Then I had two ethics classes online. My plans were to finish those and then head straight over to a friend’s place for Friday board games night. This plan was not to come to fruition. Instead, due to an alert from the government that affected me I spent the evening going up to the hospital with my wife so we could both get COVID tests. I had to inform my friends that I would not be attending games night, due to risk of spreading COVID. I believe the risk is actually very low that I’ve been exposed, but with the new omicron variant going around and apparently infecting people who are double vaccinated, I don’t want to be taking any risks whatsoever.

So that kind of scotched the evening. We ordered some Indian food in and enjoyed a good meal together at least. I expect by tomorrow morning we’ll have received negative COVID notification and all will be well, but it’s kind of disrupted this evening.

New content today:

Dental Tuesday

Today I had an appointment at the dentist for a regular clean and checkup. Except it was over 6 months overdue, because dentists weren’t doing anything but emergency work during Sydney’s COVID lockdowns, so it was impossible to get a routine appointment.

The hygienist was very pleased with my teeth and gums, which was good news after so long. It’s the second time I’ve seen this hygienist, who is relatively new at the practise, and I’m really happy with the way she works. The previous one was nice enough, but very heavy handed with the probing tool and it always hurt my gums a lot more.

This morning I shook the cobwebs off with a run. I wanted to get a 5k run under my belt after the past two weeks of building up the distance again with 2.5 and then 3.2. Knowing the 5k route that I’ve been doing earlier this year is rather hilly, I decided to go up to the sports oval near the hospital and just do laps. It’s more boring and less scenic, but it’s flat, and so easier to complete the distance without feeling like you’re dying on the uphill bits. I was hoping to complete the 5k in under 30 minutes, but ended up clocking 30:16. Hopefully I can get times under 30 minutes again by next week.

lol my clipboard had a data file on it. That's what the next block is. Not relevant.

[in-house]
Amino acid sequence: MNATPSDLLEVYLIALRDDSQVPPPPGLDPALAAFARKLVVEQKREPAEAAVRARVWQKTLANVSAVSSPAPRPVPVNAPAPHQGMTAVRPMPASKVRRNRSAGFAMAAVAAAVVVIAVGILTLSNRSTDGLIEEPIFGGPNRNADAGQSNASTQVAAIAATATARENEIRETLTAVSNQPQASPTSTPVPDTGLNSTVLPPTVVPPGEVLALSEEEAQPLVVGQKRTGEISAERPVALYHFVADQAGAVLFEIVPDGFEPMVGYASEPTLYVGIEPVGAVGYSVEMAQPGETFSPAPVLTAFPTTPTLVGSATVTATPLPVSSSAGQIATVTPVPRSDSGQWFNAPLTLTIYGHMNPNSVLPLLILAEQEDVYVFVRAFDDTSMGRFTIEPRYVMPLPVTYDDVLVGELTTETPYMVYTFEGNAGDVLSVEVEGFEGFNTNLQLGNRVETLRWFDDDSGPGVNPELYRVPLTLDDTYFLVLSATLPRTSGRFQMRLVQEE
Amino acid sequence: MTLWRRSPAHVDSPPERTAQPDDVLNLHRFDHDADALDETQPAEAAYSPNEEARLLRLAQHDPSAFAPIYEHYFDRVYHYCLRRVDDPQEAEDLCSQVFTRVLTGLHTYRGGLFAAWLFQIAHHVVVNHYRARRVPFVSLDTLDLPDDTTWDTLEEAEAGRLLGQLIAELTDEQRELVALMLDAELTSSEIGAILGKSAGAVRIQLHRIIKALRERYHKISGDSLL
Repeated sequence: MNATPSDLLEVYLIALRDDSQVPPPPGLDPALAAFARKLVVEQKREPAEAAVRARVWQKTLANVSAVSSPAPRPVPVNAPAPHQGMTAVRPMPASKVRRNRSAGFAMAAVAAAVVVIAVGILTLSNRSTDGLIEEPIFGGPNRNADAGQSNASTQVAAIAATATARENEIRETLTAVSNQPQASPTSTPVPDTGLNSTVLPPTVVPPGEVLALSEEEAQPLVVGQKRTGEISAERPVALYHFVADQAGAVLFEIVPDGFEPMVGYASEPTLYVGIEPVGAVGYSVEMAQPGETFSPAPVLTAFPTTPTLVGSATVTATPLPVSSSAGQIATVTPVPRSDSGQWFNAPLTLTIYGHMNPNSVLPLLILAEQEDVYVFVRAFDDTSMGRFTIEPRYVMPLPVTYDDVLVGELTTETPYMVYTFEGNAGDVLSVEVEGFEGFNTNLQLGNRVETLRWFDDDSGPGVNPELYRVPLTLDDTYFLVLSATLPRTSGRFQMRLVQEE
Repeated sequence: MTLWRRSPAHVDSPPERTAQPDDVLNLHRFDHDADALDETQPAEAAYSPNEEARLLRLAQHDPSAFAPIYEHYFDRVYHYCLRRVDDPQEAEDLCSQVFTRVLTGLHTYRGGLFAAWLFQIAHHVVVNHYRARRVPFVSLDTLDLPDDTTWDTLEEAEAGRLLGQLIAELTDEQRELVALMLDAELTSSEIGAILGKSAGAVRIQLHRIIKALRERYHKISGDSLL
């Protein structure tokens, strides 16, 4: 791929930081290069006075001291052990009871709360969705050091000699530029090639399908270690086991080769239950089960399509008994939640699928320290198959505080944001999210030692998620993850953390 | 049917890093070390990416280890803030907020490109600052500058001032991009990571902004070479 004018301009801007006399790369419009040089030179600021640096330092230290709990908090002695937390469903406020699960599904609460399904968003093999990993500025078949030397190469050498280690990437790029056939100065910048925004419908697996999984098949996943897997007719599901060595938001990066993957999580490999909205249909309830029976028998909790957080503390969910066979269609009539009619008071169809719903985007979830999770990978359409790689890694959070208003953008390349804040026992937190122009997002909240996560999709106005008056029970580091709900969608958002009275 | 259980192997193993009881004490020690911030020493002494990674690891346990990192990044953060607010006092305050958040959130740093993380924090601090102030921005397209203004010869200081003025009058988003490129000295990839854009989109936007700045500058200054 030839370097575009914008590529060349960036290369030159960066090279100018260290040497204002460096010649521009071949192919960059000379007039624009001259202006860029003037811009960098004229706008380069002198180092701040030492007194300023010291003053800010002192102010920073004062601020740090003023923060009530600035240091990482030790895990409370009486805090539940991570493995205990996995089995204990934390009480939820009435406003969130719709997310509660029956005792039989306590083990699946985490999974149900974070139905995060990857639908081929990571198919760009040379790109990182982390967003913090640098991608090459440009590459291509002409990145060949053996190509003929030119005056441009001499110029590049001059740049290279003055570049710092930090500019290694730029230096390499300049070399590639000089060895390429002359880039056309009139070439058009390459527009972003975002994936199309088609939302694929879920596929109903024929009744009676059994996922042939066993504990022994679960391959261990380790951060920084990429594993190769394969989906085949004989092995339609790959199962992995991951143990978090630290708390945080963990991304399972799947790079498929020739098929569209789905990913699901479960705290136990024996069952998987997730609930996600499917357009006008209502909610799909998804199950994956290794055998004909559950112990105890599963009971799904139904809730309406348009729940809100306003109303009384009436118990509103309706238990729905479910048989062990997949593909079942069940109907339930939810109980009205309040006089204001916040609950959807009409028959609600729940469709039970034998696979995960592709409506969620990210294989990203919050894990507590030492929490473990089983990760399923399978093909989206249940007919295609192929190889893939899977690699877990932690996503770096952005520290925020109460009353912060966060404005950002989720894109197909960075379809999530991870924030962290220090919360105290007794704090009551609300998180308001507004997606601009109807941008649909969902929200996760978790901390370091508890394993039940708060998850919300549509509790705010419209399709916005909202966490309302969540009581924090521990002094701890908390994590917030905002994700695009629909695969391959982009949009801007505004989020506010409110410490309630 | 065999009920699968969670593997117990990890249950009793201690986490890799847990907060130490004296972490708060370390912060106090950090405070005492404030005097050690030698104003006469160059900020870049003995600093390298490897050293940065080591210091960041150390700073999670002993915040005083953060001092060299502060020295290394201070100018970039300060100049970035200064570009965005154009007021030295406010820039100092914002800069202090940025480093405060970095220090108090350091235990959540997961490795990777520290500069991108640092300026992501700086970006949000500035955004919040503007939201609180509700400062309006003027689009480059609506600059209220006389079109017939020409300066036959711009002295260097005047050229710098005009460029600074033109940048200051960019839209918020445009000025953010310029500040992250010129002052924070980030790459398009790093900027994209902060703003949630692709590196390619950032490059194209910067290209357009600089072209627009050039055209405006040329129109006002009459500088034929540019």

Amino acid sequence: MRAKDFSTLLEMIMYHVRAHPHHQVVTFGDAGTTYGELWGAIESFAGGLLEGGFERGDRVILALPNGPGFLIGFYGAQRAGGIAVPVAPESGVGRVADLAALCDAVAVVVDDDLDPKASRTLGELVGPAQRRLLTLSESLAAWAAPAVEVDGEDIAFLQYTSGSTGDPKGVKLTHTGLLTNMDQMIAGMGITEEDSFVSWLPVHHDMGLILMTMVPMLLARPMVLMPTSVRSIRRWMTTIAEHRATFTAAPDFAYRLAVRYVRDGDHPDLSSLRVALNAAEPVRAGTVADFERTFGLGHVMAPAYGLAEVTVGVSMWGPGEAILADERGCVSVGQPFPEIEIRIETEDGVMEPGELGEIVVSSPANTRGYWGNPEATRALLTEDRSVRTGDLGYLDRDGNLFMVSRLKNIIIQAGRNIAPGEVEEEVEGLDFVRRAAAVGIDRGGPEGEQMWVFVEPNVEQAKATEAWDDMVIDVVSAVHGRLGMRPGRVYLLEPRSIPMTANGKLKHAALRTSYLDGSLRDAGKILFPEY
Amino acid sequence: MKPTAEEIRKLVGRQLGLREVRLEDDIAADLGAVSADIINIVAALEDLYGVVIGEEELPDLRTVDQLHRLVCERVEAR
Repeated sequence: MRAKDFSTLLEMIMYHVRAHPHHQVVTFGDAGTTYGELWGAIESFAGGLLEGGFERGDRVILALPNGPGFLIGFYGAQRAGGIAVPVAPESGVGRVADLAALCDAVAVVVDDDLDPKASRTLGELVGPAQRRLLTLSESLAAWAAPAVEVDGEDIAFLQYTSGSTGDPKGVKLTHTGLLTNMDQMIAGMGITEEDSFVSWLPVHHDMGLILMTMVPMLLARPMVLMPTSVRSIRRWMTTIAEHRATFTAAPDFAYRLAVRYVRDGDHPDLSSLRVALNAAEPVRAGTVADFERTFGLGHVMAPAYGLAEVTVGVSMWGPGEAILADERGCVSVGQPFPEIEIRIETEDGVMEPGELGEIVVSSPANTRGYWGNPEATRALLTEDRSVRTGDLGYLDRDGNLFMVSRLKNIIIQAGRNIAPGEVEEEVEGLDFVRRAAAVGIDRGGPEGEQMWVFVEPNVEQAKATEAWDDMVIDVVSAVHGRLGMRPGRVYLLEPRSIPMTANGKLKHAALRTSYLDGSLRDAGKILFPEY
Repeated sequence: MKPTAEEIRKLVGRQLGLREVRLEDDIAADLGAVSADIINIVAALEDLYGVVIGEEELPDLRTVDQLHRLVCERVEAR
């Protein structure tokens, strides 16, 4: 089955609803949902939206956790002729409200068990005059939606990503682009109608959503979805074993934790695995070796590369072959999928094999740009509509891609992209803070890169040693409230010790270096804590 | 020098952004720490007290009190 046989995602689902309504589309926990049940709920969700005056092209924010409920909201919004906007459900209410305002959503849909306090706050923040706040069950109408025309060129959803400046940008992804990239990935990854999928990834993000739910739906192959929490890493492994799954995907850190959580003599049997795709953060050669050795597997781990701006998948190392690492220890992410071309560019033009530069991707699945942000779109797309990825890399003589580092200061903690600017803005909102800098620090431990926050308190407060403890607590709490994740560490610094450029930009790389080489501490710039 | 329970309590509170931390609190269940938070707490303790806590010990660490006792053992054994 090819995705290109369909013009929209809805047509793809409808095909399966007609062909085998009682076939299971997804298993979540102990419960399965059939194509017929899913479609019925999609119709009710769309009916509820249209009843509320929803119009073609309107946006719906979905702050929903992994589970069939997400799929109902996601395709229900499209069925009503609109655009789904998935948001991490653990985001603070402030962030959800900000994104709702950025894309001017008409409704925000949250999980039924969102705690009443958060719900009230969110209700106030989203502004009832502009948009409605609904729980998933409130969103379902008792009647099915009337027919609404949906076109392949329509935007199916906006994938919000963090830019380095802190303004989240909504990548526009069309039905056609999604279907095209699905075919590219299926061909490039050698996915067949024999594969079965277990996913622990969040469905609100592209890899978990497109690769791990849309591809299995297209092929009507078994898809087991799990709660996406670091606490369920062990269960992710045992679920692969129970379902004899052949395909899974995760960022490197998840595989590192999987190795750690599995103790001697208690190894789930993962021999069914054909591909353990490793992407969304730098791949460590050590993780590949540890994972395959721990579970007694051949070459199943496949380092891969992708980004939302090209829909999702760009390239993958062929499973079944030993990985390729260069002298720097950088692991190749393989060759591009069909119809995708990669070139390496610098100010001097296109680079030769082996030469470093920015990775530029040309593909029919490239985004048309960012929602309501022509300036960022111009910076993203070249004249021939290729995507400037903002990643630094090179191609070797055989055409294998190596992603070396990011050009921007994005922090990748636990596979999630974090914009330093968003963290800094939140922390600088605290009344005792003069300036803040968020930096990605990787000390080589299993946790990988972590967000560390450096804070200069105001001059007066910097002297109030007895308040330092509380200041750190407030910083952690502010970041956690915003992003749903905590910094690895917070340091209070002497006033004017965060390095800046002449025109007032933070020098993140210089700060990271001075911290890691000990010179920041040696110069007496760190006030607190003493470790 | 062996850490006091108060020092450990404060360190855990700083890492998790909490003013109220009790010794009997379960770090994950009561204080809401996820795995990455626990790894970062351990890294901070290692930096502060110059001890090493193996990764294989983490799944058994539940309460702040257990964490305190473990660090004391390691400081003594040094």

In between all this and picking up Scully from my wife’s work, then dropping her back during my dentist appointment, and picking her up again on the way home, I wrote some comics and helped some more university students with their image processing final projects. I also had a Zoom call with several family members, including my elderly aunt in Germany. And I made calzones for dinner. Phew!

And took this photo looking under the railway bridge near my place. The jacaranda trees are beautifully in bloom, right on cue for November.

Through the railway bridge

New content today:

Some pleasing feedback

Bad news first: New South Wales recorded 1029 new COVID cases in the past 24 hours. This is the first time since the pandemic began that Australia has recorded over 1000 cases in one day. On the bright side, vaccinations are proceeding at extremely high rates – I think I heard that Australia’s per capita vaccination rate is currently higher than any other country in the world has had at their peak rates. Unfortunately we’re starting several months behind, but we’ll get there.

Now the good news:

I set myself a small goal today: make 3 new Darths & Droids strips. I’m happy to say that I managed to achieve it.

But the thing that really made my day was during my third online ethics lesson for the day. As we started the Zoom call, with myself and three students, one of the girls sent me a private message via the Zoom chat window. She asked if she could stay briefly after the class to ask me a question. I said yes. So after the class ended and I said bye to the two other students, she stayed on the call.

She said that she would be starting school next week after the summer holidays (she lives in Sri Lanka), and that she wouldn’t be able to attend my ethics class at the same time, because she’d be in school. She wanted to know if I had other classes at different times, so that she could continue. She said that she really, really enjoyed my classes, and that she looked forward to them every week, and didn’t want to have to miss out on them.

Wow. This was the best and most personal feedback I’ve received for this course, and it really made me feel good! I told her that I had several other timeslots, and it would be best if she and her parents looked through them on Outschool – and also that if she couldn’t find one that suited her schedule, to contact me through the Outschool messaging to see if I could add another class at a suitable time. I also said that if that didn’t work out, then she could rejoin the class during her next school holidays. And when I said that, her face lit up and she said, “Oh! I hadn’t thought of that! Yes, I’ll definitely do that!”

So, I’m feeling pretty chuffed tonight.

New content today:

Australia’s worst day